The hand consists of dozens of bones and joints, as well as ligaments, tendons, muscles, nerves, and cartilage that work together to perform routine, everyday tasks. The frequency in which we use our hands makes them prone to injuries, dislocations, and fractures. Repetitive motions while at work or participating in activities can lead to tendinitis, arthritis, or carpal tunnel syndrome.
At OrthoNorcal Orthopedic Specialists, our specialty-trained orthopedic hand surgeon provides highly specialized care and treatment for hand injuries and conditions. This care includes, but is not limited to, tendon and nerve repair, carpal tunnel release (for carpal tunnel syndrome), De Quervain’s release, trigger finger release, ganglion excision, arthroplasty of the wrist, tendon and nerve reconstruction, compression and congenital reconstruction, and fracture repair.
Arthritis is an inflammatory condition of the joints. There are several types of arthritis and the most common type is osteoarthritis or wear-and-tear arthritis.
The hand is one of the most flexible and useful parts of our body. Because of overuse in various activities, the hands are more prone to injuries, such as sprains and strains.
Injury or inflammation of any of these structures, due to a disorder or disease condition, may produce hand pain. Even compression of the nerves supplying these structures may cause hand pain.
The scaphoid bone is a small, boat-shaped bone in the wrist, which, along with 7 other bones, forms the wrist joint. It is present on the thumb side of the wrist, and is at a high risk for fractures.
Carpal tunnel syndrome is a common, painful, progressive condition that is caused by compression of the median nerve at the wrist area.
Ganglion cysts are swellings that most commonly develop along the tendons or joints of wrists or hands.
Gamekeeper's thumb, also known as skier's thumb, is a tear of the ulnar collateral ligament, a band of tissue that supports the joint at the base of the thumb.
Hand infections, if left untreated or treated improperly, can cause disabilities such as stiffness, contracture, weakness, and loss of tissues
Carpal instability is the loss of alignment of the carpal bones and/or radioulnar joint. The wrist is a complex joint that connects the forearm to the hand and allows it to move.
Any abnormal lump or bump on the hand is considered a hand tumor. Hand tumors can occur on the skin as a mole or a wart, underneath the skin soft tissue or on the bone.
Tendons in your fingers connect the finger bones to finger muscles and help bend and straighten the finger at the joint when the muscles contract.
Inflammation and swelling of the tendon sheaths put pressure on the adjacent nerves and leads to pain and numbness in the thumb side of the wrist.
Dupuytren’s contracture is a hand condition where thickening of the underlying fibrous tissues of the palm causes the fingers to bend inward.
The radius (bone on the thumb side) and ulna (bone on the little-finger side) are the two bones of the forearm. Forearm fractures can occur near the wrist, near the elbow or in the middle of the forearm.
The hand is one of the most flexible and useful parts of our body that assist us in most workplace activities. Hand injuries can range from minor cuts or burns to severe injuries.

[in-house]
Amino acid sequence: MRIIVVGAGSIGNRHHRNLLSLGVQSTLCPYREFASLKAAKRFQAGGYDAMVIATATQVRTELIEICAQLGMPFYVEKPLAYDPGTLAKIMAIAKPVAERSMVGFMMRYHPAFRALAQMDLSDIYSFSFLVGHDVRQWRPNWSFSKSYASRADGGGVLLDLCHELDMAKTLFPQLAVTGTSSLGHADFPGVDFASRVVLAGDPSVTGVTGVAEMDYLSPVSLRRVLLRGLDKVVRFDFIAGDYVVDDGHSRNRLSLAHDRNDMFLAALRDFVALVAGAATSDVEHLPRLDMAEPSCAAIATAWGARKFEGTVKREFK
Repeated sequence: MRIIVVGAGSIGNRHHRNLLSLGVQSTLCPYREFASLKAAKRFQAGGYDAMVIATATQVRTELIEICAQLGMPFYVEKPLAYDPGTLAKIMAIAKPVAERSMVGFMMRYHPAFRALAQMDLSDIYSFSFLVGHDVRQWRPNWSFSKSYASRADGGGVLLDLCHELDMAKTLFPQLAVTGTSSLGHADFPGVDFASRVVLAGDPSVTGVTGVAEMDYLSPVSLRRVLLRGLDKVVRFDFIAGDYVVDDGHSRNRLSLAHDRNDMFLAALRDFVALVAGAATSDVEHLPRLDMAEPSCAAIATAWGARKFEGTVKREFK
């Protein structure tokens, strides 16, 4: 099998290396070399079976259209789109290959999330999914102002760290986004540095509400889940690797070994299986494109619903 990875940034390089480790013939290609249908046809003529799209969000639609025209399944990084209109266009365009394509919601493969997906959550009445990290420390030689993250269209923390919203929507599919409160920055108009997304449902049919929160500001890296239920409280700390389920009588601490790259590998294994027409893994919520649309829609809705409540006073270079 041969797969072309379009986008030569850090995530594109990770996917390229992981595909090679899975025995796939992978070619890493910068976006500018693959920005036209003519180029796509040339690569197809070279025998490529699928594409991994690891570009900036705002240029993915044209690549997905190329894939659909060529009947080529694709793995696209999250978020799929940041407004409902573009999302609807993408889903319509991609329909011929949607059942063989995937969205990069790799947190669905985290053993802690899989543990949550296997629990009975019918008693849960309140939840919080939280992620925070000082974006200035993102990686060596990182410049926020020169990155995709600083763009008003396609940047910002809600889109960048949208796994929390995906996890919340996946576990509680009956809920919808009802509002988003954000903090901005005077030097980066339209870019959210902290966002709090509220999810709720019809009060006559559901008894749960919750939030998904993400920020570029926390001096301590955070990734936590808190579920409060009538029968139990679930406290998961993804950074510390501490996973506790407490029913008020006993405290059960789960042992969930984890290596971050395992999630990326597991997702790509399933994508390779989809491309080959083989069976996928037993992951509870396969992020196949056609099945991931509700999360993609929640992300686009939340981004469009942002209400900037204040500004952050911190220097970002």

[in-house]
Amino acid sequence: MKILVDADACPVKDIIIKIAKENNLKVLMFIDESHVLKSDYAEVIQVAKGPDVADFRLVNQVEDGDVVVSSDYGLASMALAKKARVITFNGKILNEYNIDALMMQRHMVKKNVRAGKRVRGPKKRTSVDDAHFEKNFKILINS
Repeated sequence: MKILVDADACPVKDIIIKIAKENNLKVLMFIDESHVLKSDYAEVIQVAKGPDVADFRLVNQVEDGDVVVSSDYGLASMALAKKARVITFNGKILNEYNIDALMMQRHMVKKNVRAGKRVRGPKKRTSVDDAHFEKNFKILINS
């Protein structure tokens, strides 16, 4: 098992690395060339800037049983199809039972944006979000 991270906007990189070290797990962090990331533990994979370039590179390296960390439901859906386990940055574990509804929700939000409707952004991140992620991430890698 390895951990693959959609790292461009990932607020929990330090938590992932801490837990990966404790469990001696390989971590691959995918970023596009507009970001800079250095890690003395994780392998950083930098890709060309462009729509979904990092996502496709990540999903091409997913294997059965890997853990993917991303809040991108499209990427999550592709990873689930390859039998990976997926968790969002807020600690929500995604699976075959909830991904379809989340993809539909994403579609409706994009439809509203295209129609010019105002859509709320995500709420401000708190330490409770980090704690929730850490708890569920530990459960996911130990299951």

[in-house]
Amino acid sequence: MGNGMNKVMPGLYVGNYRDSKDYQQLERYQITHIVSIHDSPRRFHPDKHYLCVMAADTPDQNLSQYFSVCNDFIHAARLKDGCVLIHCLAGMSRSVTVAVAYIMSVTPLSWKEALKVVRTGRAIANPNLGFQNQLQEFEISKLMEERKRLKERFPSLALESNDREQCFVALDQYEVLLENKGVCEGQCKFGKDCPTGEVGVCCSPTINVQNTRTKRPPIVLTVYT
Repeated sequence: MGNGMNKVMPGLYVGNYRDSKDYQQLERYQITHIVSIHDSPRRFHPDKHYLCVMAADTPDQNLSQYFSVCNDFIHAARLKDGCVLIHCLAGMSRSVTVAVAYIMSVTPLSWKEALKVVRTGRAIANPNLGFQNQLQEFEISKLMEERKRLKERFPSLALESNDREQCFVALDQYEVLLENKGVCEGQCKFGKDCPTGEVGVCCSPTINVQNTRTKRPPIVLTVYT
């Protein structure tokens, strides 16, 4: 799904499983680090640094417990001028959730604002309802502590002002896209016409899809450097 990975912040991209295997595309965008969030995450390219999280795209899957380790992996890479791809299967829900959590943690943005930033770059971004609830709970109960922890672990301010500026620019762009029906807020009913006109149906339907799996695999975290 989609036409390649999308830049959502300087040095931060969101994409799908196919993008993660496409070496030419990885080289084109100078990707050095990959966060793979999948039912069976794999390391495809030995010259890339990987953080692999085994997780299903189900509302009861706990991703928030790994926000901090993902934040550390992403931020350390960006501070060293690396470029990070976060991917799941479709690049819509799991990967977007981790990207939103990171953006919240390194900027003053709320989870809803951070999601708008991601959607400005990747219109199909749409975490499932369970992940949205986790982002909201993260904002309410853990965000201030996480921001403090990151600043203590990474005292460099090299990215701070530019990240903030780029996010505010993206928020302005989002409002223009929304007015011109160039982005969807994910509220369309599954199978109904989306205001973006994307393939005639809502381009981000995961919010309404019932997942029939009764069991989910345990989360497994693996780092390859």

Malunion of a fracture is a condition where the fractured ends of a bone heal in a misaligned position resulting in bone deformity. Malunions may occur in any bone fractures in the body often due to trauma.
Deep cuts on the under surface of the wrist, hand or fingers can cut and injure the tendon, and make it unable to bend one or more joints in a finger.
The hand is one of the most flexible and useful parts of our body. Because of overuse in various activities, the hands are more prone to injuries, such as sprains and strains
The biceps muscle, located in the front of the upper arm, allows you to bend the elbow and rotate the arm. Biceps tendons attach the biceps muscle to the bones in the shoulder and in the elbow.
Kienbock's disease is a condition in which the lunate, one of the small bones of the wrist loses its blood supply leading to death of the bone.
Bennet’s fracture is a break at the base of the first metacarpal bone (thumb bone) that meets the wrist at the first carpometacarpal (CMC) joint.
Finger dislocation is a condition where the bones of your finger have moved away from its normal anatomical position.
Distal radioulnar joint (DRUJ) arthritis is an inflammatory condition characterized by gradual wearing away of the cartilaginous surface of the radioulnar joint resulting in significant pain, swelling, stiffness, and interference in the functioning of the wrist and/or arm.
Distal intersection syndrome also referred to as tenosynovitis of the radial wrist extensors is characterized by the radial wrist and forearm pain..
Ulnar nerve compression in Guyon’s canal is a condition characterized by pain, numbness, weakness, and tingling sensation in the hand.
The hand and wrist are formed during the 8th week of gestation. This process consists of various steps and failure in any one or more of these steps may cause congenital or birth defects.
Malunion of a fracture is a condition whereby the fractured ends of a bone heal in a misaligned position resulting in bone deformity. Malunions can occur with any fracture and is often due to trauma.
Scapholunate dissociation is the abnormal orientation or movement of the small bones of your wrist: the scaphoid and lunate, in relation to one another.
The wrist is a complex joint made up of 8 carpal bones aligned in two rows, with four bones present in each row. The carpal bones are further connected to 5 metacarpal bones that form the palm of the hand.
The triangular fibrocartilage complex, or TFCC, is a complex of cartilage and ligaments located near the outer region of the wrist, below the little finger.
Guyon’s canal syndrome refers to compression of the ulnar nerve while it passes from the wrist into the hand through a space called the ulnar tunnel or Guyon’s canal.
Distal radioulnar joint instability is the abnormal orientation or movement of the radius and ulna bones at the wrist in relation to one another.
Tendons are bands of tissue connecting muscles to bones. The extensor tendon is a strong, smooth cord that connects finger bones to muscles in the hand.
The hand is one of the most flexible and useful parts of our body. Because of overuse in various activities, the hands are more prone to injuries
Carpal tunnel syndrome is a common, painful, progressive condition that is caused by the compression of the median nerve at the wrist area.
The carpal tunnel is a narrow passageway on the palm side of your wrist. Small wrist bones known as carpals form the bottom and sides of the carpal tunnel and a strong band of connecting tissue